Over the past five years (from 2013 to 2017), gross energy consumption has not changed significantly, however the share of renewables has increased by 2.55 percentage points.
But the most eye-catching statistic in the data was a 70.5 % or 6.7 PJ increase in the amount of primary electricity produced in hydro power plants (up by 73.2%) and wind power plants (up by 17.1 %).
Together in these power plants generated 4531 GWh of electricity, of which 4381 GWh were produced in hydro power and 150 GWh in wind power.
"Last year, the large amount of electricity generated in hydro power plants, which may be explained by the unusually high precipitation amounts and high water inflow in river Daugava, had the greatest upward effect on the amount of electricity produced," the CSB said.
Over recent years, the structure of gross energy consumption has changed – as the share of natural gas is declining and the proportion of renewables is growing. Over ten years, the share of natural gas consumption dropped by 5 percentage points, constituting 23.4 % in 2017, the share of renewables reached 32.9 %, and the share of fuelwood rose by 7.1 percentage points, comprising 30.5 %. Compared to 2016, in 2017 the amount of wood chips produced rose by 8.7 %, of firewood by 5.5 %, and of pelleted wood by 35 %. Last year, 0.6 PJ of pelleted wood were produced, which is 79.4 % more than in 2016. As the gross consumption of renewables is growing, Latvian energy dependence fell from 63.9 % in 2005 to 47.2 % in 2016.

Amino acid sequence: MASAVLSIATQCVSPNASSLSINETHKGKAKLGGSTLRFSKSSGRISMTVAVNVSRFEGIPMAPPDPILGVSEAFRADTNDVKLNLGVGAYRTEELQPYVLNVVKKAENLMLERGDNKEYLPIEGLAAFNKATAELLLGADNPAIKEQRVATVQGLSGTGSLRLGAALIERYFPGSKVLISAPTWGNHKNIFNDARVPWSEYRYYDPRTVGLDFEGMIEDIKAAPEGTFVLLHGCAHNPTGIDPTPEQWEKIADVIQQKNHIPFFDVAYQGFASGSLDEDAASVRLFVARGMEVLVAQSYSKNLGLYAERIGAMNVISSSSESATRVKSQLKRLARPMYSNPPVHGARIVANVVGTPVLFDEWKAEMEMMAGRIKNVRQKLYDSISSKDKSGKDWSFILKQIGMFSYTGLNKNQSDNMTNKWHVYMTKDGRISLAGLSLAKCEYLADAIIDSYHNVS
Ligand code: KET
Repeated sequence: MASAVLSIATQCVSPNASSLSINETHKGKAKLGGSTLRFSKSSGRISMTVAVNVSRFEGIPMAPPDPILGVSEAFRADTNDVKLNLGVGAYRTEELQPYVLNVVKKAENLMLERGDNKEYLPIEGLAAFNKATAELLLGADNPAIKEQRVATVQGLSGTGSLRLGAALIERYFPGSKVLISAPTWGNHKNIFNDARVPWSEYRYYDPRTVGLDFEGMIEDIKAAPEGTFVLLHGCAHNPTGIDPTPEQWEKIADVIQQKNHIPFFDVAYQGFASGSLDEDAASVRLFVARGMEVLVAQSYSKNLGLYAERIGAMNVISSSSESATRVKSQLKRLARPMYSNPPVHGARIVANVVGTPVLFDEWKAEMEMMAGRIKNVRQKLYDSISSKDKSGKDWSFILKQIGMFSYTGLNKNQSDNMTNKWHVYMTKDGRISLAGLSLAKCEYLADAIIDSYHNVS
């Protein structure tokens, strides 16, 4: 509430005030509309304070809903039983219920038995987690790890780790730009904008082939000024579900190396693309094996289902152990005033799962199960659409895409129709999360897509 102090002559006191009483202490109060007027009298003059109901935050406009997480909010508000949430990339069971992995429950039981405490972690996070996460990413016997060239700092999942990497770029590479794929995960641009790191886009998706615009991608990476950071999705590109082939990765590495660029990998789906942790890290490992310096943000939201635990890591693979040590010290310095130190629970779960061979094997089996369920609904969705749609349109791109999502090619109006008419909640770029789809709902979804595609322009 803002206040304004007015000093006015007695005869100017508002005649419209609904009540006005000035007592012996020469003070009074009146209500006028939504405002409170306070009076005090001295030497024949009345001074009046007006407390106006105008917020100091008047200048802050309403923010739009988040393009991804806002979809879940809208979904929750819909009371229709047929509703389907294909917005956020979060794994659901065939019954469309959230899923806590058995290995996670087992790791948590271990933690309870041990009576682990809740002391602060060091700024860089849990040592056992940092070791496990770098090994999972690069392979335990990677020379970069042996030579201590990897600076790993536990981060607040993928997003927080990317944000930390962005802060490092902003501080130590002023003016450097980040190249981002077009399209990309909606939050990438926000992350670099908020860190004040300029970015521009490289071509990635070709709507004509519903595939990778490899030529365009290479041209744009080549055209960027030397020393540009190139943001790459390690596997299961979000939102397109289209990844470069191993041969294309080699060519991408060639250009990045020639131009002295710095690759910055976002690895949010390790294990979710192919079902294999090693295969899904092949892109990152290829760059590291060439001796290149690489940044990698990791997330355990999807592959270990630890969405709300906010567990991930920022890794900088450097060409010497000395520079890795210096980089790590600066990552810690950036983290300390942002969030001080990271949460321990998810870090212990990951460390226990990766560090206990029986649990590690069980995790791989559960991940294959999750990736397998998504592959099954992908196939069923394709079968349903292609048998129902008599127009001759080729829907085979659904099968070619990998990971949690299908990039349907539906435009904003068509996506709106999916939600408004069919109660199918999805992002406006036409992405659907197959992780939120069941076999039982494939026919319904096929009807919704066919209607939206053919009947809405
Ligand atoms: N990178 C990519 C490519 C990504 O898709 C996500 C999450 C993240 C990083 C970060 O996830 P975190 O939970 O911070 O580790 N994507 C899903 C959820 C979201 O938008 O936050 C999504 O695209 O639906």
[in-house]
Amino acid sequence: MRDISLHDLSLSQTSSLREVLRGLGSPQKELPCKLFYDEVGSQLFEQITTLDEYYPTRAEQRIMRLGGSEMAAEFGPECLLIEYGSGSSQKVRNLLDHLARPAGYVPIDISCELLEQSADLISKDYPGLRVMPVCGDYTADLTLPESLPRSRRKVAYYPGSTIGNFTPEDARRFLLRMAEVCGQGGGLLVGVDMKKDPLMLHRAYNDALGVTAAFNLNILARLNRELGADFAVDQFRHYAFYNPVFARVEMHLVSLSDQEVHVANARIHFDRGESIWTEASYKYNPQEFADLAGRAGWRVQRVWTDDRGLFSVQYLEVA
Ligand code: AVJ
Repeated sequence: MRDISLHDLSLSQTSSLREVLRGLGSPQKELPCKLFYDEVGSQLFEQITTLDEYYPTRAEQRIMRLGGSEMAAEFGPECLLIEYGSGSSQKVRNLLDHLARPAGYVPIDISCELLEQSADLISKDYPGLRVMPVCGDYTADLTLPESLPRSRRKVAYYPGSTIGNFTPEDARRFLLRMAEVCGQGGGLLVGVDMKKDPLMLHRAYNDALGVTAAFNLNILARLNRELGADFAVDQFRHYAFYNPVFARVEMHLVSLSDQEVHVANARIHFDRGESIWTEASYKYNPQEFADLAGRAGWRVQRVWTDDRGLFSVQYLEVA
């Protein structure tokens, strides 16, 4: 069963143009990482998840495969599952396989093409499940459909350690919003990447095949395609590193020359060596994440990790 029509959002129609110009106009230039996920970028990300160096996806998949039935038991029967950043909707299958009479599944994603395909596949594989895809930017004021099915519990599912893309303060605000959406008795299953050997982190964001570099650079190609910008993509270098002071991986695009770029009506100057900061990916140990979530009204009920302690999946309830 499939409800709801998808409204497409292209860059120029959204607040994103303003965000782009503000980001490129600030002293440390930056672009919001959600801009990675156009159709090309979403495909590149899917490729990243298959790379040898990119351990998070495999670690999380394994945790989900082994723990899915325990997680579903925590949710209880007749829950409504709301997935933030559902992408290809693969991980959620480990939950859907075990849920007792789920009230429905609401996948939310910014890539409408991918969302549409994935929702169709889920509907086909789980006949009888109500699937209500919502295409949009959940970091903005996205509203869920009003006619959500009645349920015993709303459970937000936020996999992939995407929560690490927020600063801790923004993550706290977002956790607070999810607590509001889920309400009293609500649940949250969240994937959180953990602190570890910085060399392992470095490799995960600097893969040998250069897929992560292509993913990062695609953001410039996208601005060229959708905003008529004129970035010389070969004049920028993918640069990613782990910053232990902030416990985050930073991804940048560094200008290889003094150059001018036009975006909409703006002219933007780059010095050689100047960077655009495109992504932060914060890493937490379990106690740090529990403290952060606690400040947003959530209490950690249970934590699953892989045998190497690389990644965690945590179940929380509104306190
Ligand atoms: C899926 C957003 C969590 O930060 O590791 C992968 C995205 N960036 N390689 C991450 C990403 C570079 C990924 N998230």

As the gross consumption of renewables is increasing, Latvia is getting closer to the strategic objective regarding use of renewable energy resources aiming at reaching 40 % of the energy produced from renewables in the gross final energy consumption by the end of 2020. Latvia has the third highest share of renewables in the final energy consumption in the European Union (EU); in 2016, the indicator constituted 37.2 % (EU average 17 %).
However, Latvia fares less well on the share of renewables in transport. In 2016, Latvia's share of renewables in transport constituted 2.8 % against an EU average of 7.1 %.